Should Late Shopping of Class Settlements Draw Sanctions?

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By Perry Cooper

Sept. 8 — A recent Arkansas news article tipped off a federal judge that plaintiffs' attorneys dismissed their insurance class action from his court only to refile it in a state court where they believed a pending settlement would have an easier time getting approved.

The news led the judge to formally reprimand some of the plaintiffs' attorneys involved. He also gave a warning to some of the defense counsel in the case for their complicity in what he characterized as improper, late-in-the-game forum shopping of a settlement he characterized as unfair.

It’s hard to say how often this kind of maneuvering occurs because federal judges rarely find out what happens with cases after they leave their courts.

But two ethics professors commend the court for shining a light on a settlement and a practice the court found wanting—one that benefited class counsel and the defendant at the expense of the class.

However, the sanctions in this case are being appealed by both the plaintiffs' attorneys and defense counsel who incurred the court's wrath. And, one consumer advocate warns, “forum shopping” shouldn't be used as a pejorative term across the board.

The attorneys may have just been zealous advocates for their clients—doing what they thought they needed to do to get the deal approved in this instance.

The fact that the deal was found by a court to be unfair—a claims-made settlement with a 4 percent claims rate—is the real issue, he said.

Newsworthy Settlement Approval

The underlying class action at issue here was originally filed by Mark and Katherine Adams in Arkansas state court. They challenged the method used by insurer United Services Automobile Association to calculate the value of their homeowner's insurance claims.

USAA removed the case to federal court under the Class Action Fairness Act, 28 U.S.C. § 1332(d). The case proceeded before Judge P.K. Holmes III of the U.S. District Court for the Western District of Arkansas for 17 months until the parties reported that they had reached a settlement and sought dismissal from federal court. Holmes granted the motion.

Typically, that would have ended Holmes' involvement in the case.

However, a subsequent article in Arkansas Business made Holmes take the unusual step of reexamining the case, the federal judge said in his initial Dec. 21, 2015 order contemplating sanctions.

As it turns out, the day after Holmes dismissed the case from his court, the parties refiled the suit in the original state court with a settlement attached. The state court approved the deal, and awarded class counsel $1.85 million in fees despite a 4 percent claims rate from the $3.45 million settlement fund.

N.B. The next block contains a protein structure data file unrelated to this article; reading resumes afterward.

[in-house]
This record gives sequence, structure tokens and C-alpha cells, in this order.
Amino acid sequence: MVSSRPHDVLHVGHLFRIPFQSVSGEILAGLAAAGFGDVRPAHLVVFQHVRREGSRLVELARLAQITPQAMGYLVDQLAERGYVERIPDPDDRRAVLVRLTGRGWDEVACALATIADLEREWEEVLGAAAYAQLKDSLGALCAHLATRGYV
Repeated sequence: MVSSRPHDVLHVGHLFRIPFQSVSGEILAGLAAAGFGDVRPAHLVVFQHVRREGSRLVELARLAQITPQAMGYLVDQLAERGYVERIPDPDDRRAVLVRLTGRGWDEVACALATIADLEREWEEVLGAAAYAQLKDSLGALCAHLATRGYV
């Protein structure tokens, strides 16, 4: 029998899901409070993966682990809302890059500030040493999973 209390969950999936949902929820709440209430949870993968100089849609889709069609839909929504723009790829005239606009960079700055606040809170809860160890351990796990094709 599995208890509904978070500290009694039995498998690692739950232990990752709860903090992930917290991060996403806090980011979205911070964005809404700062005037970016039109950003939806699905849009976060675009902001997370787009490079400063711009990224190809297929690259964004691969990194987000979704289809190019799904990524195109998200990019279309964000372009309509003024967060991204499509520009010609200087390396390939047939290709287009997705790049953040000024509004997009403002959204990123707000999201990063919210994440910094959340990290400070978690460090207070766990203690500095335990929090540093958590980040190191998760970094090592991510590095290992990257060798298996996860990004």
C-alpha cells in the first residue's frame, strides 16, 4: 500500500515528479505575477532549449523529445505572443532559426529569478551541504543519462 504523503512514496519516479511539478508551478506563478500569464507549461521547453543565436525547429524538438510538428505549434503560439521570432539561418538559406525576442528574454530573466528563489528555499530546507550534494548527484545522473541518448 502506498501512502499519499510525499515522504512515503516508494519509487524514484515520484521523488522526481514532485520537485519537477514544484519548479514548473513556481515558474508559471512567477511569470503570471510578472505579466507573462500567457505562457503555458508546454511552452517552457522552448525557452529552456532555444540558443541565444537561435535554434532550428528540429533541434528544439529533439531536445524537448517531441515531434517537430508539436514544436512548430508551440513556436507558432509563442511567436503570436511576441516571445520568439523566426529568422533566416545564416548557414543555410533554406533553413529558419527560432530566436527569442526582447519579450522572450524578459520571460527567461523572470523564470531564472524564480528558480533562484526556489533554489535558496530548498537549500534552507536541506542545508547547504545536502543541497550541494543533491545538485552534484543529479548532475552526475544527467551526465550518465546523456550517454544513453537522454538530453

The settlement also provided that any unclaimed funds would go back to USAA.

Many of those details were spelled out in the news article. Arkansas Business covered the case because one of the plaintiffs' attorneys involved in the suit, John Goodson, is married to Arkansas Supreme Court Justice Courtney Goodson. She was running for chief justice that winter and there were allegations that she had received a significant amount of money from class action lawyers in that race.

Rule 11 Sanctions

Holmes took umbrage with the amount of time and energy his court put into the case only to have the parties dismiss the case from federal court and win easy settlement approval in state court.

Holmes formally reprimanded five of the plaintiffs' attorneys, including John Goodson, under Fed. R. Civ. P. 11 in a Aug. 3 opinion. He found they acted in bad faith by engaging in “improper mid-litigation forum shopping in a manner calculated to evade federal review and prevent the court from carrying out its obligation to putative class members” (17 CLASS 799, 8/12/16).

The law of the Eighth Circuit prohibits a party from dismissing “merely to escape an adverse decision” or “to seek a more favorable forum,” Holmes said.

He was more lenient on the three attorneys who represented USAA. USAA's directive to settle the suit put them “between the proverbial rock of asking the court to do something they knew it could not do—grant a motion to dismiss so they could pursue this action in a more favorable forum and avoid an adverse decision—and the hard place of violating their ethical duty to settle as directed by their client,” he said.

Holmes said the conduct of the three defense attorneys was characterized “more by a sense of helplessness in the face of ethical obligations to their client than it was by bad faith.”

He decided that a finding that they violated Rule 11 would be sufficient to deter them from future misconduct, so no formal sanction was necessary.

He cleared 10 other attorneys involved in the case, finding they abused the judicial process but not in bad faith.

Headed to Eighth Circuit

Attorneys for both sides have appealed the Rule 11 findings to the Eighth Circuit.